Libya Oil Force Captures Key Coastal Town From ISIS

Pro-government Libyan fighters
Libyan pro-government forces celebrate capturing the area around Abu Grein, south of Misrata, May 18. The forces issued a statement Thursday claiming to have taken a key ISIS stronghold. Mahmud Turkia/AFP/Getty Images

A Libyan force tasked with protecting the country's oil ports captured a coastal town from the Islamic State militant group (ISIS), a spokesperson said on Monday.

The Petroleum Facilities Guard, which is allied to Libya's U.N.-backed government, captured the town of Ben Jawad as it advanced west, clashing with ISIS near the country's oil terminals. Five of the force's fighters were killed and 18 people were wounded in the clashes.

"We launched today's attack to purge and liberate the central region from Daesh, and secure this area under the umbrella of the ministry of defense and the Presidential Council, the Supreme Commander of the Libyan army," Hassi told Reuters on Monday, using an Arabic acronym for ISIS.

The force said on Tuesday that it had captured a second town from the militant group. A spokesman for the force, Ali al-Hassi, told Reuters that it is now in full control of Nawfiliyah, located 130 kilometers (80 miles) east of Sirte.

Meanwhile, the U.N.'s special envoy on Libya called for Libya's armed groups to come together to defeat ISIS as he met with French Foreign Minister Jean-Marc Ayrault in Paris on Tuesday.

"The fight against Daesh, which is the number one enemy, must be a Libyan fight and a united fight," Martin Kobler said.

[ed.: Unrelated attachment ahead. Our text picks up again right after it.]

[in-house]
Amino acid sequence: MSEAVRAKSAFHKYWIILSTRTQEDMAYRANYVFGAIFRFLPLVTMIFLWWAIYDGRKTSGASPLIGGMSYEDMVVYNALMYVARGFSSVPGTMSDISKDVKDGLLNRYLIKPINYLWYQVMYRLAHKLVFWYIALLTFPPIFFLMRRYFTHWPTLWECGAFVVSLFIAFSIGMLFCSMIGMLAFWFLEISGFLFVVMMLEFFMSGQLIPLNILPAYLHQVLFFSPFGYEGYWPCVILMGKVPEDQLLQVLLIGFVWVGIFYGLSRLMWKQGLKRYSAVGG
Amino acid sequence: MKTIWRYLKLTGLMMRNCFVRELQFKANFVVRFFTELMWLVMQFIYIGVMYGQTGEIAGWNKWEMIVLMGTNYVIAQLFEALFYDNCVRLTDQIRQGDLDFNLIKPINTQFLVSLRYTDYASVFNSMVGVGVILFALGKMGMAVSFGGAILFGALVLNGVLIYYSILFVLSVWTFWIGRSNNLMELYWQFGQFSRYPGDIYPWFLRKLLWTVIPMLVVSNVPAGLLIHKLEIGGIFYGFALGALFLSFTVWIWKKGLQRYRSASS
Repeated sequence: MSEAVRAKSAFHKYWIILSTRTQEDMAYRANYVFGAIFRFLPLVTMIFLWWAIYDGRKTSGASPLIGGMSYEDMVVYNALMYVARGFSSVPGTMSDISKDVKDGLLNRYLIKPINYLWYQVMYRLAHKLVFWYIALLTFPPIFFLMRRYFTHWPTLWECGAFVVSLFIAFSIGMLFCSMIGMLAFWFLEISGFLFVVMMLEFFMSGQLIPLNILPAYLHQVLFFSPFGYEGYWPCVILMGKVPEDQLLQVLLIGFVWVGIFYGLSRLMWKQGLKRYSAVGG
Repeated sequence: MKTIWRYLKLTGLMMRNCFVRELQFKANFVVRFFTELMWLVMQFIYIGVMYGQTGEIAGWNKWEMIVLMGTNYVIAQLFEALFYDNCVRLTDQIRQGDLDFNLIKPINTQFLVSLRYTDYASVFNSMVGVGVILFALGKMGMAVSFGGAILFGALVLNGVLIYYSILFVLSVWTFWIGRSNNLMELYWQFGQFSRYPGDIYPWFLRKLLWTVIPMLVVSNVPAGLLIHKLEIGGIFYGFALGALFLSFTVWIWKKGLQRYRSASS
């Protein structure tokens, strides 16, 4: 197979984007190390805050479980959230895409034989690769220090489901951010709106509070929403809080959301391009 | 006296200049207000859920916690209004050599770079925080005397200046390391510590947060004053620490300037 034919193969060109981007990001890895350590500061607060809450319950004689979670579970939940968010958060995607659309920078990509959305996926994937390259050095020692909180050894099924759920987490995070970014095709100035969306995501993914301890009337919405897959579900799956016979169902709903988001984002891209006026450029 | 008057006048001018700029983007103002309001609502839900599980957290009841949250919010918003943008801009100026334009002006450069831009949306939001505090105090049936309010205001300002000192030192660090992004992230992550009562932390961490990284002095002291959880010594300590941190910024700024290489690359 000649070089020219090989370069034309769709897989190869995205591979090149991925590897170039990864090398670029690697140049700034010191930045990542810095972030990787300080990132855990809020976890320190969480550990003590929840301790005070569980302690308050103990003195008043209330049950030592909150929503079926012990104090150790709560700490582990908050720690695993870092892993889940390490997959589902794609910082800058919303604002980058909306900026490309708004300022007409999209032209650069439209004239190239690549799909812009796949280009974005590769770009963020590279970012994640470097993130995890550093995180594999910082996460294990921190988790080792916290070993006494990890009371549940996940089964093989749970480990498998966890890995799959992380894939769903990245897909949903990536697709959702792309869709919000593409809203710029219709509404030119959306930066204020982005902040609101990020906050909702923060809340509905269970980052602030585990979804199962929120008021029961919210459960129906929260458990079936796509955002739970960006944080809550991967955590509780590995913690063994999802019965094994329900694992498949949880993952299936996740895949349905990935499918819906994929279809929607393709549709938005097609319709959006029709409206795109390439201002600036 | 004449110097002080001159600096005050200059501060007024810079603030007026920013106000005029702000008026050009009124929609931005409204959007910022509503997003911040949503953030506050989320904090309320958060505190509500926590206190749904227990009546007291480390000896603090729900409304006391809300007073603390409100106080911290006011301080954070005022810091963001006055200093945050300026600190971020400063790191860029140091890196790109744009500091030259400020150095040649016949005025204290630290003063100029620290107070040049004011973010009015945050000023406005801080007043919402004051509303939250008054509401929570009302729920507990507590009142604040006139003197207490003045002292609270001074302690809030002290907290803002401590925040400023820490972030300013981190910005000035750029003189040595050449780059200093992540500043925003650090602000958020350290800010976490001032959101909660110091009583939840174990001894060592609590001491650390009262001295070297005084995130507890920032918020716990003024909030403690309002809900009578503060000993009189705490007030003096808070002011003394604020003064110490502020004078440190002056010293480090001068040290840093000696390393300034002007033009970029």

Ayrault said rival factions in the country should cooperate rather than fight each other, suggesting that a "national Libyan army must be put in place."

The country's rival governments agreed to a U.N.-sponsored unity deal in December but the new unity body, based in Tripoli, is yet to fully establish its authority in the country.

The rival governments have sent separate forces to advance on ISIS near the central coastal city of Sirte, further weakening the unity government's control.

ISIS has established its brutal brand of ultraconservative Islamic law in Sirte, the former hometown of deposed Libyan leader Muammar el-Qaddafi.

The city's residents have witnessed executions, floggings and crucifixions at the hands of the group's militants, the majority of them foreign fighters.

ISIS's territorial hold in Libya has forced international actors such as the U.S., Britain and France to conduct airstrikes, surveillance flights and special force operations in the country.